Crapola on May 28, 2009
Well, wow. Reading this article makes me wonder whether it's really become so difficult for people to ask rather than avoid. And also, there are really theaters that have assigned seating? Or ones with "clear rules against babies"? Didn't know those even existed. And would you really have a noisy kid "forcibly removed" from a theater, whether it could be justfied or not? Maybe if the kid was dumping popcorn or soda on people, kicking people in the shins, harrassing other patrons. But if it's a crying baby, what do you really expect? As #3 said, people should chill out. If the hassle of the movie theater outweighs your interest in the actual movie, then what are you doing there anyway? Situation 1: Rather than complaining to management, you could ask the couple to move a seat down. Do you think they'll actually say "NO." to your face, especially if you have a friend with you too? No. They might grumble, but in the end they'll be considerate, and all will be forgotten once the previews start rolling. People just need to get over the embarassment of asking/feeling like they're a nuisance to others. Being intentionally annoying to couples in order to make them move solves nothing, btw. Situation 2: Go to a different showing. Go later. If it's about paying the matinee prices, then go during lunch when kids/families will likely be eating. If you want to be eating but not paying cinema prices, then bring food in your purse, or in your jacket pockets. And if it's still irksome, then take the complaint to management. It will only become a management problem when enough people complain. Otherwise, stick it out.
stein on May 28, 2009
We have a different problem at the theatres in my city. People here come to a movie without any idea about the movie. While deciding to watch a movie, they just see the name, the image shown on the poster and the celebrities involved in the movie. Based on that, they assume that the movie is your usual commercial entertainer and buy the tickets. Once the movie starts, they realize that it was nothing like they had imagined & so they start to shout, make so-called funny noises & deliver one-liner replies to the character's dialogue. Best examples would be Sweeney Todd where the people had no clue that it was a musical & when they realized it, they started shouting. The other was the most recent Watchmen, which I guess people expected would be like Spiderman, but when the slow moving scenes hit them, they started shouting. The movie can be good or bad, that is different, but people shouting just because they don't like it is absurd. I feel like I'm sitting inside a monkey's cage when in the theatre. This is the situation at the best theatre in my city (Chennai in India). I'm starting to regret going to the theatre for anything other than commercial action/comedy movies.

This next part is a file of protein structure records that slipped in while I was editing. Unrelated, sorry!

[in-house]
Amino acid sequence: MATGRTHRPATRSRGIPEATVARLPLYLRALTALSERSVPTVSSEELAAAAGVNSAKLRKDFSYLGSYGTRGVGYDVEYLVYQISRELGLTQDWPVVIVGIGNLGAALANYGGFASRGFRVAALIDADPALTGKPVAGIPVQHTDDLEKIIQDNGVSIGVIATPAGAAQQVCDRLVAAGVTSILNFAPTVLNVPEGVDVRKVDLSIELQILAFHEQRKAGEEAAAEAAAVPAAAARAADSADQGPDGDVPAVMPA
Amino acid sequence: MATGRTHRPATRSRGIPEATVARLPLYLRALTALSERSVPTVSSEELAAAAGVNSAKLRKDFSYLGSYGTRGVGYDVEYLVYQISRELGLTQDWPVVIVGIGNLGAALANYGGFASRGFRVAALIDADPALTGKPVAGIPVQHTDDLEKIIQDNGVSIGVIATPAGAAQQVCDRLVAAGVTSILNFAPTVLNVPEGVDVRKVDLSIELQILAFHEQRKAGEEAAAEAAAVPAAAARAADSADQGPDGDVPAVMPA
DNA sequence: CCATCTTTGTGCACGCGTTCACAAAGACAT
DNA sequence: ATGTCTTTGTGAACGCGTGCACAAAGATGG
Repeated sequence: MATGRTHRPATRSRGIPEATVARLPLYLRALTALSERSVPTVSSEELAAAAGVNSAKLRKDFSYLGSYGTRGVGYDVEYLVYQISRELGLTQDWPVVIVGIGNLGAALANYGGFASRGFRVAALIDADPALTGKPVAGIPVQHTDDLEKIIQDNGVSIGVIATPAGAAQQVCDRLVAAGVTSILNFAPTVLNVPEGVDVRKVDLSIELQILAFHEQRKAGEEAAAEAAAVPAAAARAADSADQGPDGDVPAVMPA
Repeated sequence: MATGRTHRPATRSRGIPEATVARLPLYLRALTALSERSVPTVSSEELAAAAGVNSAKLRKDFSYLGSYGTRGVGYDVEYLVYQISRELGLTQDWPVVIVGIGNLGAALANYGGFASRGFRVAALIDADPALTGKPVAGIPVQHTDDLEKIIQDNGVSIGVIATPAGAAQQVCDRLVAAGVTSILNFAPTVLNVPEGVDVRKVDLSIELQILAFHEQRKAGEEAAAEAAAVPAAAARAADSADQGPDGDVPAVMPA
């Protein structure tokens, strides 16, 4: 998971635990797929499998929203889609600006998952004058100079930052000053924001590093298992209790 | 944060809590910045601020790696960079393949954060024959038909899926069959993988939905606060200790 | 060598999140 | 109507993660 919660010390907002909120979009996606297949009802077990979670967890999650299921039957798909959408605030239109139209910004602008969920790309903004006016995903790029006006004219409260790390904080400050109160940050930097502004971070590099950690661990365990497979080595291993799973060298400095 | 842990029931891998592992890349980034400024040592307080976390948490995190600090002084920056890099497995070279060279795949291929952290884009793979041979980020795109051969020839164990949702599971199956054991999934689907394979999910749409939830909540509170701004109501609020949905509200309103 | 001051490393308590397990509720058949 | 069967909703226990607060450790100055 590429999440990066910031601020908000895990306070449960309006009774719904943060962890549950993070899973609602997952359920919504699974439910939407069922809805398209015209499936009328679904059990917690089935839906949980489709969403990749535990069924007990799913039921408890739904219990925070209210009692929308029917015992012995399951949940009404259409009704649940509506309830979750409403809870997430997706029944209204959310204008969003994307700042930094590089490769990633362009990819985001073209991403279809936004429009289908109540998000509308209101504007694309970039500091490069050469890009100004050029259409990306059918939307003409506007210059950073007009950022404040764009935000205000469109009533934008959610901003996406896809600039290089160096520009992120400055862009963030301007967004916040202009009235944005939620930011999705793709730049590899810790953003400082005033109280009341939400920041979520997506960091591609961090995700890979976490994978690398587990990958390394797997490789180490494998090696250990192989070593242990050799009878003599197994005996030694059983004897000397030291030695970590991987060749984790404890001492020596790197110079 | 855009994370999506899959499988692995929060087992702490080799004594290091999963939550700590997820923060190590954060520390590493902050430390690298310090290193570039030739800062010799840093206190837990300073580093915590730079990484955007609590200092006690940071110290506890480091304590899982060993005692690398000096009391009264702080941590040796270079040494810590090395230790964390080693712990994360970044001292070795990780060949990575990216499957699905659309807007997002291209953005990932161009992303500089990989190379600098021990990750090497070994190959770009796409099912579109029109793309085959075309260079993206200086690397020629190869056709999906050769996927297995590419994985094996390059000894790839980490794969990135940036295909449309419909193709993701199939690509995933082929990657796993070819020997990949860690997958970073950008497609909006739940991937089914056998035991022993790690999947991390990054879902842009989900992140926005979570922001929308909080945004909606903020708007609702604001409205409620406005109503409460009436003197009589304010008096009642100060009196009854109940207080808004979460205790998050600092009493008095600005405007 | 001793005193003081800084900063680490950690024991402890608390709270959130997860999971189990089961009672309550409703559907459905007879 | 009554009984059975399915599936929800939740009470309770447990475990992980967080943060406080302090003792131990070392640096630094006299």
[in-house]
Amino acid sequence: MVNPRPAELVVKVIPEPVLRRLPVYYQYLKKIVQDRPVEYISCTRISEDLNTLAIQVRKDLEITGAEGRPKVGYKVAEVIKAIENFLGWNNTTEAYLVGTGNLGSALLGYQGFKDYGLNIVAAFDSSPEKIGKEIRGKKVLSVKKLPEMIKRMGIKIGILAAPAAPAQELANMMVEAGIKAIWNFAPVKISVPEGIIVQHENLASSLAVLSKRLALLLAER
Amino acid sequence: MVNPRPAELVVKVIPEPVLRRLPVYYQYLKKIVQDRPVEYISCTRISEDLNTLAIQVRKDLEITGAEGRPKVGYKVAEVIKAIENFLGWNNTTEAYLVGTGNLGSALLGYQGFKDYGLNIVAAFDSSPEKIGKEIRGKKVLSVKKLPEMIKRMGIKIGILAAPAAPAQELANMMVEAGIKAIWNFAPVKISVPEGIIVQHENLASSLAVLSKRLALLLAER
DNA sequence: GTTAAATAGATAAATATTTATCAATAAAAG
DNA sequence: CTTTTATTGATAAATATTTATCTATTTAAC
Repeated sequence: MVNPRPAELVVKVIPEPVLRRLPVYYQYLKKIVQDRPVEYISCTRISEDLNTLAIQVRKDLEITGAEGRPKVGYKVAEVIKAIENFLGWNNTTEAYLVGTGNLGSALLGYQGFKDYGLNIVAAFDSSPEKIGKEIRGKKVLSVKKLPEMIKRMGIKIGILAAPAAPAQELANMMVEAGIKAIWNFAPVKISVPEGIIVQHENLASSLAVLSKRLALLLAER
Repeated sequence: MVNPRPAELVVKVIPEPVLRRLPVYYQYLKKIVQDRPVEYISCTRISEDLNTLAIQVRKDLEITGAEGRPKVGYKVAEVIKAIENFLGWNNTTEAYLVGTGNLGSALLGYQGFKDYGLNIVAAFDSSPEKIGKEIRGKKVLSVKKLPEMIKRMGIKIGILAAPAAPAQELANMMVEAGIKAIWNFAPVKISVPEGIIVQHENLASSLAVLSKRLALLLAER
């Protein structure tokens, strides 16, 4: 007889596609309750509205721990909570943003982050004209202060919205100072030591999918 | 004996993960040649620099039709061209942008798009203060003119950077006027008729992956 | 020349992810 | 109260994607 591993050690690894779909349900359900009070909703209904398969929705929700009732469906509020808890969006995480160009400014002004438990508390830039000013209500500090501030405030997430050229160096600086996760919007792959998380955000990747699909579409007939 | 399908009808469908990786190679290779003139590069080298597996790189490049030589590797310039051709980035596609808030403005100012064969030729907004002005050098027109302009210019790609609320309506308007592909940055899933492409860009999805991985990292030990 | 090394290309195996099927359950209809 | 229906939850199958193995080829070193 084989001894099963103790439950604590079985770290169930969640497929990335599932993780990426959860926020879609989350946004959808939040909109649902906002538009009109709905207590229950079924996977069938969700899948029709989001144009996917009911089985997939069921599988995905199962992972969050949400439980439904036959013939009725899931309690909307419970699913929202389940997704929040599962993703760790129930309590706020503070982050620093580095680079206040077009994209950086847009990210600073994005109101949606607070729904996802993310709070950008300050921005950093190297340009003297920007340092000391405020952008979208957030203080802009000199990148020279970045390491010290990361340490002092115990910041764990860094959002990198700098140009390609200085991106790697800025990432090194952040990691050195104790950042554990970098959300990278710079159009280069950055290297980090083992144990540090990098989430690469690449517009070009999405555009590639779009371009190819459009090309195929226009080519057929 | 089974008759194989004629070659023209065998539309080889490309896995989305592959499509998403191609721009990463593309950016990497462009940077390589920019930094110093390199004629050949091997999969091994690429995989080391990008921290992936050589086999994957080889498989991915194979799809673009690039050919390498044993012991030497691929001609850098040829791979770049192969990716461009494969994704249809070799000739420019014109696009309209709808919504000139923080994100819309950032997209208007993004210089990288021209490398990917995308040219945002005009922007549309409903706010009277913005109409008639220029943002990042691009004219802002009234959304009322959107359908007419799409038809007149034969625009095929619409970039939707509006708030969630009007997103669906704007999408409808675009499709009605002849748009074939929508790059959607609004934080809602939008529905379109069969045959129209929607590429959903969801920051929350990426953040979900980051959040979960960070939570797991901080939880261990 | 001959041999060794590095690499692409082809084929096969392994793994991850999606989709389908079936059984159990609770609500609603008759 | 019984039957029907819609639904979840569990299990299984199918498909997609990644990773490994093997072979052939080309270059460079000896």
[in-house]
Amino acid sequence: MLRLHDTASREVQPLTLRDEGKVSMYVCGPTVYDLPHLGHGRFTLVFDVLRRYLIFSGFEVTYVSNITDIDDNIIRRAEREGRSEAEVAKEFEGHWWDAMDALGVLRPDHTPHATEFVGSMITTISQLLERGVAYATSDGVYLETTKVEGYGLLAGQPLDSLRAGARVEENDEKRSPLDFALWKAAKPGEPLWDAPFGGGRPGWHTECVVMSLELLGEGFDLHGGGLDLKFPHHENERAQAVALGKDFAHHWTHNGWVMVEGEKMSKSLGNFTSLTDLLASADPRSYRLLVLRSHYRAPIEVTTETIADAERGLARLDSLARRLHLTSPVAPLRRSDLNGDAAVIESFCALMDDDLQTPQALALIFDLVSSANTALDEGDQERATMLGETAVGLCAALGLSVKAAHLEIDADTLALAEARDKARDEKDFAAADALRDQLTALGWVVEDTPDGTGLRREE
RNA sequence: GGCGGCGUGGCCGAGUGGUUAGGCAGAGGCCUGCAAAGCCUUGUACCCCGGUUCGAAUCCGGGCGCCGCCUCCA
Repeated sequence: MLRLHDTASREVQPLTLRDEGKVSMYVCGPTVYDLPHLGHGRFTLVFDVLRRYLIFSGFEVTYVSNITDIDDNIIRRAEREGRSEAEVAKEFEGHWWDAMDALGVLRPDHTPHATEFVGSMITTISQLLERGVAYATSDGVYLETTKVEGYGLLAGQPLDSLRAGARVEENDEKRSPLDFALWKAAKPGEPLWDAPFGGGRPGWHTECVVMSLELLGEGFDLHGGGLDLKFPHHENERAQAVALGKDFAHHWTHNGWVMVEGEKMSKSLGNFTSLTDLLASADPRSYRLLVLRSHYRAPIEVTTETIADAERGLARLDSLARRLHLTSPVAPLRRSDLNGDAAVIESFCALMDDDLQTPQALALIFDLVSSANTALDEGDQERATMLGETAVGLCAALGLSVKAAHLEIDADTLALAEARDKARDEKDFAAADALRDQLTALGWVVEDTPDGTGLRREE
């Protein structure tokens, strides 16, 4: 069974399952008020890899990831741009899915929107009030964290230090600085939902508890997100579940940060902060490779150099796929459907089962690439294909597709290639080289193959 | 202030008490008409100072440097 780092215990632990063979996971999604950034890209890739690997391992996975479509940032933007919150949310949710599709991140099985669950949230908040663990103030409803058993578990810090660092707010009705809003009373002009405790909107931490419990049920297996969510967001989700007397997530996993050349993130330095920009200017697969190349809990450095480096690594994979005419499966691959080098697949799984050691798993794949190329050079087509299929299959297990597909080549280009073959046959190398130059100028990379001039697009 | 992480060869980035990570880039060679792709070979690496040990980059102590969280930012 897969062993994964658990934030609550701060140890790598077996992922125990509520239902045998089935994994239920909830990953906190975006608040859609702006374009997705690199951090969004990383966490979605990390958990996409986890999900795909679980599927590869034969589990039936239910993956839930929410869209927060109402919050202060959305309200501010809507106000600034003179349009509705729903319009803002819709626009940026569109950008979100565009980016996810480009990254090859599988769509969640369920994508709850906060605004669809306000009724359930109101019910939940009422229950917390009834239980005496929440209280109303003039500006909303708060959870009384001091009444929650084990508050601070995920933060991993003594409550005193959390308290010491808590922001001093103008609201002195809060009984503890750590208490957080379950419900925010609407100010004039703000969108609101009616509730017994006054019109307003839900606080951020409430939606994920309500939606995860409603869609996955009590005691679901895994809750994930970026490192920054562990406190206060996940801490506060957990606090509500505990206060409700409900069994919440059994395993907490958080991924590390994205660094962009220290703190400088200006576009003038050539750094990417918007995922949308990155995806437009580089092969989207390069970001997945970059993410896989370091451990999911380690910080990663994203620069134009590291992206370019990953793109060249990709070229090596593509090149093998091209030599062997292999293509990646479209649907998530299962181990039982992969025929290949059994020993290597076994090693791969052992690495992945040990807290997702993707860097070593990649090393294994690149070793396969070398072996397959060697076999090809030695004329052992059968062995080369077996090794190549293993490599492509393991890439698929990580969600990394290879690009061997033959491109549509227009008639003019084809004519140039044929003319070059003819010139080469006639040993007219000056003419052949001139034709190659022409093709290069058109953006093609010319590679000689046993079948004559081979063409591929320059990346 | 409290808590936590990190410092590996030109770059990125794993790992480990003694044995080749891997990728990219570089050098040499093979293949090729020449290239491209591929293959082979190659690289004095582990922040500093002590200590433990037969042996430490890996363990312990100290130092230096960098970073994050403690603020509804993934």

Deepak T on May 28, 2009
i had a kid kicking the back of my chair during beowolf. i asked him to stop, he did. at a screening of up, all the seats were reserved, but there was a single seat between me and the next guy. some other dude took the seat by himself. when i went to see star trek, some chick on a date asked me and my friend if we could move down one seat, really, we were too stoned to think about someone else's moviegoing experience. but she asked, and we moved, and i ended up in a slightly better seat, and her date probably got laid. the girl behind us in that same theater was loud during the movie and screaming and laughing but it just added to the experience and it didn't bother me so much. but it's all about communication. what happens before the lights dim is the customer's responsibility. what happens when they go down is management's.
musicsoup on May 28, 2009
#2 I have alot of problems with.I rarelt see any PG or below movies so when I went to see Angels &Demons I was suprised when I saw a 3 year old child sitting in the front row.Know I think that for PG-13 there should be a rule in theaters that no one under 6 can enter a PG-13 cause some people expect to escape from the talking,singing,obnoxious laughing,getting up and down from the seat,throwing popcorn everywhere etc.that I experienced in Night at the Museum:Battle of the Smitsonian